WHAT TO WEAR logo.jpg (12251 bytes)

Customers always ask, "what should I wear?"
The concept is the same, whether your are
coming to our business for a horseback riding,
snowmobiling, or dogsledding tour. It's VITAL
to match your clothing with the seasons!



WINTER TOURS

INNER LAYERS

You need an inner layer that's non-absorbent
next to your skin, to avoid chilling your body
when sweating. Synthetics such as acrylic,
lycra or polyester or natural fibers like wool
work just fine for your first layers.  Synthetics
are made of plastic, hollow fibres that won't
absorb moisture. Wool is nature's best natural
water resistant insulator. No need to buy
special clothes, improvise with what you have
at home!  Workout tights, regular nylons, or
leotards next to your skin can really help!
Check your material labels, looking for any
materials that are sythenic and not NATURAL.


Whatever you do - don't wear bluejeans!

DON'T wear cotton outside in winter - keep it
for lounging by the fire.  Cotton absorbs sweat
and moisture and clings, robbing you of heat,
and giving you the chills! If you want to be
active year round, invest in polypropylene long
underwear.  Polypropylene is a great material
that works well in ALL conditions. Fleece
is a cheap layering material, thick pile is best!
Polar Fleece is the BEST VALUE. Combine
that with tights underneath, and stay warm!


MIDDLE LAYERS

Next, you'll cover your thinner inner
layers with one or more bulky layers. 
Think 'insulation layer' and you're good.
A loose fit will keep from restricting your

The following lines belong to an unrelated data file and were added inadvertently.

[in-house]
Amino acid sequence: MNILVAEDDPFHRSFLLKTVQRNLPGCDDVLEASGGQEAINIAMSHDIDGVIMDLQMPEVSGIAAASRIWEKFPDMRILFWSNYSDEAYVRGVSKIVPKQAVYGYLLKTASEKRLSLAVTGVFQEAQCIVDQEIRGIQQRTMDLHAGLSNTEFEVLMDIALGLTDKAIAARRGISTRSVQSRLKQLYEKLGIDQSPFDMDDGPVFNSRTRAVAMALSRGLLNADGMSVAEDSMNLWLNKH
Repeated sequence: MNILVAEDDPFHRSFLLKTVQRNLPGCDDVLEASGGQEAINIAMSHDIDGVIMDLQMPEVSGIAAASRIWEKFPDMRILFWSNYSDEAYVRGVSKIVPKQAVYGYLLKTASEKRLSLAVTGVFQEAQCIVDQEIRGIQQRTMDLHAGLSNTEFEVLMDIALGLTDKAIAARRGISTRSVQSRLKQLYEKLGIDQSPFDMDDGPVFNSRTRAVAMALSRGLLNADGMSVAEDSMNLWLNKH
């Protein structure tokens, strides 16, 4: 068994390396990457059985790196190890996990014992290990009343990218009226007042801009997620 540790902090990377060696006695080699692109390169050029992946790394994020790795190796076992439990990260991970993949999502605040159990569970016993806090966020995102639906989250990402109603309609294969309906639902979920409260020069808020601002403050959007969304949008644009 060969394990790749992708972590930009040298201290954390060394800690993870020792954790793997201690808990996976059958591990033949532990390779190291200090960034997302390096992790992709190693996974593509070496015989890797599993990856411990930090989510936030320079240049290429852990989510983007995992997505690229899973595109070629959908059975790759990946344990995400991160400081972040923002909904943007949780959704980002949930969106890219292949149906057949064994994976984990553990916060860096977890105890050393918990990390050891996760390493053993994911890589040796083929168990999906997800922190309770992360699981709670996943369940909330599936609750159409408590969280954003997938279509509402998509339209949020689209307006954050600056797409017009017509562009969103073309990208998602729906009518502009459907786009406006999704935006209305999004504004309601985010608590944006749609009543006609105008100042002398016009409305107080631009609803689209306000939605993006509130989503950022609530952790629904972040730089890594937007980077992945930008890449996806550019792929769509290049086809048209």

movement  once the final layer goes on. 
Choose this layer based on the conditions
outside - add another layer when really cold!

A Wool, or acrylic blend sweater, or better
yet, thick and toasty POLAR FLEECE does
the trick!  Often you can buy a cozy polar
fleece combo top/bottoms at department
stores & it's great because it's non absorbent.



For our Snowmobilers...

We supply all outer layers, boots, helmets,
fand mitts. If you have gear that is good,
bring it along! We can combine to make
you comfortable during your guided tour.
Otherwise, follow the directions above
and in combination with our outer gear,
you should stay warm for your tour.
WEAR WOOL SOCKS for best result.






OUTER LAYERS

The key words four outerwear are
WINDPROOF, WATERPROOF, BREATHABLE
Gortex is FANTASTIC - but NOT CHEAP.
For a cheaper alternative, think NYLON.
Thinsulate is cheaper now and stores have
many cheap alternatives. Avoid rubberized
'raincoat' material, as moisture will quickly
accumulate and chill, as it's not breathable.

Avoid Cotton outer shells, even those
that are treated with water repellent material. 
Snow lands on you, and when it melts, it can
soak you down through the layers and chill
you to the bone. Nothing is completely
waterproof, but you aren't running in rain,
you are running in snow so think 'slide' - use
slick material so snow doesn't stick & melt.

*snowmobilers - we supply all the outer suit
you'll need, follow above tips for INNER layers*

 

 




FOR YOUR HANDS

As above , thick polar fleece, polypropylene
or thinsulate liners are excellent.